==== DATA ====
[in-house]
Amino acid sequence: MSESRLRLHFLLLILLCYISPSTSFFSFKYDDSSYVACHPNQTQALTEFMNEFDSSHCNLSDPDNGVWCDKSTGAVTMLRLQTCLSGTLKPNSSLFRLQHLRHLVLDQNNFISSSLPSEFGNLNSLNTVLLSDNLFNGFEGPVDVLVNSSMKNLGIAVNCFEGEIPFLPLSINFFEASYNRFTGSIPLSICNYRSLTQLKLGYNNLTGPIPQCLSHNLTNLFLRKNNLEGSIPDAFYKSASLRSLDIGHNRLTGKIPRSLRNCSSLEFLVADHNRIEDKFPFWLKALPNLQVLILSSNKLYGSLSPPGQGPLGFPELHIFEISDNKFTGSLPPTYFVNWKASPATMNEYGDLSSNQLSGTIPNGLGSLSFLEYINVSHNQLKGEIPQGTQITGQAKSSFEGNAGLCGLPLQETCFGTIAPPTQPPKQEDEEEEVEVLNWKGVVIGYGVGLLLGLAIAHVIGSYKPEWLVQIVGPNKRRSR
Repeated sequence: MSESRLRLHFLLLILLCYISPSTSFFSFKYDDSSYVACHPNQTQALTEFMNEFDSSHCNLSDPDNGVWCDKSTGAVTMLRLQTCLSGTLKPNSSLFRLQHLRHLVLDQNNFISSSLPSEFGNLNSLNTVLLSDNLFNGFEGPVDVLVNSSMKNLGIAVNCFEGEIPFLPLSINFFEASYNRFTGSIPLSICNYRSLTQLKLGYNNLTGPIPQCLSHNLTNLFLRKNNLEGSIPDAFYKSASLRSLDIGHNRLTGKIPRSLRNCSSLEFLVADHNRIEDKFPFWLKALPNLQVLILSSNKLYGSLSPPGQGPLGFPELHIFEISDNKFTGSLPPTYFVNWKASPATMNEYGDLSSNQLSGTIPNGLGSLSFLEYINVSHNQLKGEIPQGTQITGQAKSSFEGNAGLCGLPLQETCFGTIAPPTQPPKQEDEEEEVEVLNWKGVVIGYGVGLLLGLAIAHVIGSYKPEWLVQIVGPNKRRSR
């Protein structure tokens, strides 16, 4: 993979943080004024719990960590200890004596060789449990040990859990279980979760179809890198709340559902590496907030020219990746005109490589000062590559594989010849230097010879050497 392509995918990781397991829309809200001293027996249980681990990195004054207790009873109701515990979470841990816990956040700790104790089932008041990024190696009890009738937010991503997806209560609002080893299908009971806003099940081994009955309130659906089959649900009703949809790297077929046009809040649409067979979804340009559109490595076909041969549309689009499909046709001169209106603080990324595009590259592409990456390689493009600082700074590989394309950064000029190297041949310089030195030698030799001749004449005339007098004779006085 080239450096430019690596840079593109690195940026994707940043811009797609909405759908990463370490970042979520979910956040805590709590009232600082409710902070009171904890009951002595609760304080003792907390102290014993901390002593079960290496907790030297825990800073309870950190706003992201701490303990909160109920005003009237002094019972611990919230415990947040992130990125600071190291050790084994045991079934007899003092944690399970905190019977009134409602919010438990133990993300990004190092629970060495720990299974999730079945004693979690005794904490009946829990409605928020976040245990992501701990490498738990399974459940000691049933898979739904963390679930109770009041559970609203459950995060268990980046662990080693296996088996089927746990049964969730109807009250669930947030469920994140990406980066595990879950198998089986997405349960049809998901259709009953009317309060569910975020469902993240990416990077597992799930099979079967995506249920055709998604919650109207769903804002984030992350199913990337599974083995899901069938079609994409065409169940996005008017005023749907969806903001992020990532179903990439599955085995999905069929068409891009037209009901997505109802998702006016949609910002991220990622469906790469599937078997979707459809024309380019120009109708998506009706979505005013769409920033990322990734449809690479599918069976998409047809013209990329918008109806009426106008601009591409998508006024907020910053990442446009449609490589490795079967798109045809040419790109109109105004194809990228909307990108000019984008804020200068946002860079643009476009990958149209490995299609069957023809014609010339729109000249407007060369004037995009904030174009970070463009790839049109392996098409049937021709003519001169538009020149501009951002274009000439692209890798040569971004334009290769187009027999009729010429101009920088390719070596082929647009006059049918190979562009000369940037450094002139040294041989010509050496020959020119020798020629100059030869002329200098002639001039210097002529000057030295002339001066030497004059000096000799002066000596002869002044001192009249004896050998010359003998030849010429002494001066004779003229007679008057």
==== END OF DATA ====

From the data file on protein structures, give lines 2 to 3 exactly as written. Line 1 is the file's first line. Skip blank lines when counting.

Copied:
Amino acid sequence: MSESRLRLHFLLLILLCYISPSTSFFSFKYDDSSYVACHPNQTQALTEFMNEFDSSHCNLSDPDNGVWCDKSTGAVTMLRLQTCLSGTLKPNSSLFRLQHLRHLVLDQNNFISSSLPSEFGNLNSLNTVLLSDNLFNGFEGPVDVLVNSSMKNLGIAVNCFEGEIPFLPLSINFFEASYNRFTGSIPLSICNYRSLTQLKLGYNNLTGPIPQCLSHNLTNLFLRKNNLEGSIPDAFYKSASLRSLDIGHNRLTGKIPRSLRNCSSLEFLVADHNRIEDKFPFWLKALPNLQVLILSSNKLYGSLSPPGQGPLGFPELHIFEISDNKFTGSLPPTYFVNWKASPATMNEYGDLSSNQLSGTIPNGLGSLSFLEYINVSHNQLKGEIPQGTQITGQAKSSFEGNAGLCGLPLQETCFGTIAPPTQPPKQEDEEEEVEVLNWKGVVIGYGVGLLLGLAIAHVIGSYKPEWLVQIVGPNKRRSR
Repeated sequence: MSESRLRLHFLLLILLCYISPSTSFFSFKYDDSSYVACHPNQTQALTEFMNEFDSSHCNLSDPDNGVWCDKSTGAVTMLRLQTCLSGTLKPNSSLFRLQHLRHLVLDQNNFISSSLPSEFGNLNSLNTVLLSDNLFNGFEGPVDVLVNSSMKNLGIAVNCFEGEIPFLPLSINFFEASYNRFTGSIPLSICNYRSLTQLKLGYNNLTGPIPQCLSHNLTNLFLRKNNLEGSIPDAFYKSASLRSLDIGHNRLTGKIPRSLRNCSSLEFLVADHNRIEDKFPFWLKALPNLQVLILSSNKLYGSLSPPGQGPLGFPELHIFEISDNKFTGSLPPTYFVNWKASPATMNEYGDLSSNQLSGTIPNGLGSLSFLEYINVSHNQLKGEIPQGTQITGQAKSSFEGNAGLCGLPLQETCFGTIAPPTQPPKQEDEEEEVEVLNWKGVVIGYGVGLLLGLAIAHVIGSYKPEWLVQIVGPNKRRSR